16 Jun 2015

Asian investment bank 'defining moment'

6:43 am on 16 June 2015

New Zealand's involvement in an investment bank established by China is being viewed as a strategic move.

John Key with Chinese President Xi Jinping in Beijing during a visit in March.

John Key with Chinese President Xi Jinping in Beijing during a visit in March last year. Photo: AFP

New Zealand has agreed to become a founding member of the Asian Infrastructure Investment Bank.

The bank set up as a counterweight to the US-backed World Bank and International Monetary Fund aims to invest in new inrastructure across Asia.

New Zealand will invest $125 million over five years.

Victoria University professor of strategic studies Robert Ayson said New Zealand had joined the bank despite the United States being very vocal in speaking out against it.

"We will continue to say that this does not mean we are is choosing China ahead of anybody else. But in terms of the future of our economic destiny, increasingly China is going to be such a big player and some of the other rising Asian powers too," he said.

Professor Ayson said it was one of the first times China was leading a new institution.

"This in a sense is different to the types of Western-led institutions that we've been a part of since the end of the Second World War. So it's an important and potentially defining moment."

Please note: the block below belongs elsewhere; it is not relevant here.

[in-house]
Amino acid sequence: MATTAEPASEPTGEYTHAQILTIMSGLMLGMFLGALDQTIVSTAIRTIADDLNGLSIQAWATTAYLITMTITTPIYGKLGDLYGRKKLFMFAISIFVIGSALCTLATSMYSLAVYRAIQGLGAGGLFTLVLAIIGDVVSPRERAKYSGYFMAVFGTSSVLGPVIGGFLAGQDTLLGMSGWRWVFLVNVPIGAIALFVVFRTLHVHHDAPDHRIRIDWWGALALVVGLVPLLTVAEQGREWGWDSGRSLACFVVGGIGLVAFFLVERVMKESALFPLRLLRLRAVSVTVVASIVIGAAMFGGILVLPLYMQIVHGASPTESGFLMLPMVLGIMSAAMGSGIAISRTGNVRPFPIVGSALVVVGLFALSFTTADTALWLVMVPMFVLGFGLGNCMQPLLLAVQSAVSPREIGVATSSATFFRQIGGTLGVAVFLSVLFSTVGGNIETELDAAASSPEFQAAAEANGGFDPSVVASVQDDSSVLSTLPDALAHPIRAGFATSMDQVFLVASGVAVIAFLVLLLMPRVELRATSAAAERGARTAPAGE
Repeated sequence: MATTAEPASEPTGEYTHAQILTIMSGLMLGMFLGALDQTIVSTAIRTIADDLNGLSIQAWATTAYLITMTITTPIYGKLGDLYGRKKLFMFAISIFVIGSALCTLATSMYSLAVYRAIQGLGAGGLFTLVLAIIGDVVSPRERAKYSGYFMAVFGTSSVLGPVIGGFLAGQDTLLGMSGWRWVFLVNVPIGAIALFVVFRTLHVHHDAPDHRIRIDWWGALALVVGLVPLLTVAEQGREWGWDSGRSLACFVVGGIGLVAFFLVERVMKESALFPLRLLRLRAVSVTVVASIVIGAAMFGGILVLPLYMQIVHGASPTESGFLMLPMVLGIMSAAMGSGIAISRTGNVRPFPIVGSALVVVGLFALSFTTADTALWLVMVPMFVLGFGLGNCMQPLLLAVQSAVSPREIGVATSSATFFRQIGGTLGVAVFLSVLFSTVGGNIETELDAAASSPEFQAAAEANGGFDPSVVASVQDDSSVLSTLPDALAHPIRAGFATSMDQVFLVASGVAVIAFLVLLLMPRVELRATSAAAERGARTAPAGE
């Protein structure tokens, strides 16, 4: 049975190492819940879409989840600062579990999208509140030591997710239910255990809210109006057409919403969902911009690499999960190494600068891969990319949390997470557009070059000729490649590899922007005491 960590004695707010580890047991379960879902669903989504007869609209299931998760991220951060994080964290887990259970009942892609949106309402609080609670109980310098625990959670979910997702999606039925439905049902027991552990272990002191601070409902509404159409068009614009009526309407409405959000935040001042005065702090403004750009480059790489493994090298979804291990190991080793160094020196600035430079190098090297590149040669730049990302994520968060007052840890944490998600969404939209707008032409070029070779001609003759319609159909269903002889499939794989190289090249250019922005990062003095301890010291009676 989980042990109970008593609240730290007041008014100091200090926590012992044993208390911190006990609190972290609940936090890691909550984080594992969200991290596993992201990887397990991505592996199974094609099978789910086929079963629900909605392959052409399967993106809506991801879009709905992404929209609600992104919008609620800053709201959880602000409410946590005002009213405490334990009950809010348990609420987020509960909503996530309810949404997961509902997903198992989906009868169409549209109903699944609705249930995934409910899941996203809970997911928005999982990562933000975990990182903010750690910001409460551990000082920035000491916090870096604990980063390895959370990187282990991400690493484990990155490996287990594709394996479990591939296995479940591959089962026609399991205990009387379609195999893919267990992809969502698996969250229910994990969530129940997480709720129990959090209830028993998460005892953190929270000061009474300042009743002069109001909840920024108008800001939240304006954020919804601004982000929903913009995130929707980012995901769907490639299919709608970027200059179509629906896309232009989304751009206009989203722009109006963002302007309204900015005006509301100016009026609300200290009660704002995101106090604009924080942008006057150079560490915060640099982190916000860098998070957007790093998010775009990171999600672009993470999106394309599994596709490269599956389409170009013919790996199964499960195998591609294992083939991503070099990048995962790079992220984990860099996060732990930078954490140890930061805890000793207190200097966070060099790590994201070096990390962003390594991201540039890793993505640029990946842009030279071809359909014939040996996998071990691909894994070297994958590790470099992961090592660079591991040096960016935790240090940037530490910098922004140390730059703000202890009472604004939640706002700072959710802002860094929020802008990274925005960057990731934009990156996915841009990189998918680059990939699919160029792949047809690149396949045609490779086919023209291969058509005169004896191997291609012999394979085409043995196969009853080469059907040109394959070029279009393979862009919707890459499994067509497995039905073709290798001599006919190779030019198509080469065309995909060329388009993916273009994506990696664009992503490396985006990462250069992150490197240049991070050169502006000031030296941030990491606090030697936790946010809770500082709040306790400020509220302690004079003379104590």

A signing ceremony of the Asian Infrastructure Investment Bank in Beijing in October last year.

A signing ceremony of the Asian Infrastructure Investment Bank in Beijing in October last year. Photo: AFP

Labour Party finance spokesperson Grant Robertson said it was an obvious investment for New Zealand, given China's growing influence in the global economy.

"Quite clearly this initiative was going to happen and it really became a question of whether or not New Zealand should be at the table and the decision to be at the table was the right one when there is so much activity taking place in Asia that involves New Zealand," Mr Robertson said.

Green Party co-leader James Shaw said it was significant New Zealand had ignored the United States' objections to the bank and sided with its Asian Pacific partners.

"We do live in a multilateral world and we think it's important that New Zealand continues to have an independent foreign policy and not be completely beholden to the Americans all of the time," he said.

Mr Shaw said there were some big geopolitical considerations in joining the bank, but broadly doing so was a good thing.

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